The seven key areas to consider when making staff redundant

Andrew Masters

As it has been revealed that the COVID-19 crisis could lead to mass redundancies, as 649,000 workers have already lost their jobs between March and June, a partner at a law firm has outlined seven tips you should consider if you plan on making redundancies.

Andrew Masters, partner and head of employment at Furley Page, seven pointers are:

1. Should you ask for volunteers?

“There may be employees who are willing or even eager to be selected for redundancy. Where there are sufficient volunteers then the employer will avoid the process of selection and also avoid the risk of legal proceedings from longer-term employees who feel unfairly treated.”

Mr Masters said:

One reason not to offer voluntary redundancies is that very often the wrong employees volunteer. Those whose skills and experience will make it easier for them to find new work are probably not the employees that the employer will most want to make redundant.

It is important therefore for the employer to reserve the right to refuse any application for voluntary redundancy. Employers should therefore think carefully about whether asking for volunteers is the best approach for them to take given the particular circumstances that they face.

2. The pool for selection

“To apply selection criteria fairly there will need to be a clearly defined group – or ‘pool’ – of employees from whom those to be made redundant will be selected. How wide or narrow that pool should be is a matter for the employer to reasonably decide.”

3. Selection criteria

“The employer also needs to be able to explain the basis on which the selection for redundancy was made in each particular case. Where possible this should be an objective assessment of the strengths of an employee and how they match the future requirements of the employer.”

Mr Masters said:

Traditionally selection for redundancy was based on an employee’s length of service. The principle of ‘last in, first out’ has the advantage of being completely objective. However, the business’ best performing employees may not have the longest service, and alternative selection methods, such as assessing job performance, attendance or disciplinary records, qualifications, experience, attitude and potential, can all be applied.

It is vital that employers consider whether the selection criteria they choose has any potential to operate in a discriminatory way.


4. Consultation

“One of the key aspects of a fair dismissal for redundancy is consultation. It must take place when the employer’s proposals are not yet finalised, and there must be room for the employer to change its plans based on employee feedback. A lack of consultation may in itself be enough to render the dismissal unfair.”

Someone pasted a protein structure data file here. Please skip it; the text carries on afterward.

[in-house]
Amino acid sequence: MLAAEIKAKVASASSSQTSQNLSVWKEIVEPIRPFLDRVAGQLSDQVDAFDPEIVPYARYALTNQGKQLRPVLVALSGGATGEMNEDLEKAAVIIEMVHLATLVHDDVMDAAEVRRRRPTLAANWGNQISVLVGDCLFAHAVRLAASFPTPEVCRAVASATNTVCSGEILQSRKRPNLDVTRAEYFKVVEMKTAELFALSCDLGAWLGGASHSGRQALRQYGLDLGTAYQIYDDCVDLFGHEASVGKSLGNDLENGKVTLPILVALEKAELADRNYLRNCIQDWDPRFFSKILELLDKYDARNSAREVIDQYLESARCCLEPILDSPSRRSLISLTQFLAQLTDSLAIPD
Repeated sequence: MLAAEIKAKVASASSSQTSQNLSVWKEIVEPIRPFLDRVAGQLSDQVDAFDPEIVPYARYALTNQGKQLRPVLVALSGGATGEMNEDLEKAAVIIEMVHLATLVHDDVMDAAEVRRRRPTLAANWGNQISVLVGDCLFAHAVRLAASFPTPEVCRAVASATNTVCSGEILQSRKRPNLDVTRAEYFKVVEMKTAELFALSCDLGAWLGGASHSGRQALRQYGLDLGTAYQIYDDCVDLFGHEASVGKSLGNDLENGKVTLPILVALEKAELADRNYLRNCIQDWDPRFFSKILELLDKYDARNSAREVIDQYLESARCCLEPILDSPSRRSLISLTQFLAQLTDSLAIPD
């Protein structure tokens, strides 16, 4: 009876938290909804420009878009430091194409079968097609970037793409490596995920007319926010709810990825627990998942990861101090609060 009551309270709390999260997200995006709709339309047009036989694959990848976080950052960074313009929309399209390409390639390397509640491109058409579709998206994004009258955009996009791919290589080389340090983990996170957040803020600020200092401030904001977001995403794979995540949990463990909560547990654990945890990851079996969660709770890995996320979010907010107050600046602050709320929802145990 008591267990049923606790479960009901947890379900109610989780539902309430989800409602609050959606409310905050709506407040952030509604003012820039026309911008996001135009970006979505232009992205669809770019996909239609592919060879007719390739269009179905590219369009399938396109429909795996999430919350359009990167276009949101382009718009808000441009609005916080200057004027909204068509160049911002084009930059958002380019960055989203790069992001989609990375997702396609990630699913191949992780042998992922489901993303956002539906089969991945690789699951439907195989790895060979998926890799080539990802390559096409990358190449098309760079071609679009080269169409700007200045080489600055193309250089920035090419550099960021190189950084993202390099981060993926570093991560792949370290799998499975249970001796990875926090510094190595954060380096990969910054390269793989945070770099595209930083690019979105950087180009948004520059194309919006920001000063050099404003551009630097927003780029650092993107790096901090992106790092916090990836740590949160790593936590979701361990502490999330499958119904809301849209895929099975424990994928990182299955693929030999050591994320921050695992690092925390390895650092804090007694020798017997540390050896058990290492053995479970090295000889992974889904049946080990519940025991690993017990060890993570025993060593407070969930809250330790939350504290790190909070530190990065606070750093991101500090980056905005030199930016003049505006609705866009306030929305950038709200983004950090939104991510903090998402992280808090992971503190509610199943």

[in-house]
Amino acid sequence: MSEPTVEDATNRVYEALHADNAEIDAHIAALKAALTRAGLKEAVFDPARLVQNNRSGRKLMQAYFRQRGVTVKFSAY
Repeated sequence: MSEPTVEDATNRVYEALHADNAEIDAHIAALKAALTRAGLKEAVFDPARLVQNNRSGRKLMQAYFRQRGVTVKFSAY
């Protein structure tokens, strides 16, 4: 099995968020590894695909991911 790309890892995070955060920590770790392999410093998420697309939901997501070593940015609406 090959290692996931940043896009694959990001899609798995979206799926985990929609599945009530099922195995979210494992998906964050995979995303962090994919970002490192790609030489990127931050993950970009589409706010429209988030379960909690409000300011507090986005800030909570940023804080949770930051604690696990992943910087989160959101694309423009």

Mr Masters said:

Redundancy should not be announced as a foregone conclusion. The more the employer can show that it shifted its position in response to the consultation process, the easier it will be to show that the consultation was a genuine exercise.

5. Applying the criteria

“Employees who are selected for redundancy should be told why they were selected and how they were assessed against each of the criteria. They should also be given the opportunity to correct any errors in that assessment. This may involve a formal appeal against their selection, but this is far from being a universal practice and is not a legal requirement.”

6. Pregnancy and family leave

“In any redundancy exercise it is crucial to ensure that pregnant women and those on maternity, adoption or shared parental leave are not placed at a disadvantage. There is, however, no law against making such employees redundant provided the redundancy is a genuine one and the pregnancy or taking of leave does not in any way influence the employer’s decision.”

7. Alternative work

“A reasonable employer carrying out a redundancy exercise will consider whether there is any alternative work available for affected employees elsewhere in the organisation.”

Mr Masters said:

Employers sometimes make the mistake of not discussing some alternative roles with employees because they believe they will not be interested. They may be lower paid or less senior roles than the one the employee currently has. On the whole, however, it is better to present all the possible alternatives to the employee and have a genuine discussion about which of them might be appropriate.






Darius is the editor of HRreview. He has previously worked as a finance reporter for the Daily Express. He studied his journalism masters at Press Association Training and graduated from the University of York with a degree in History.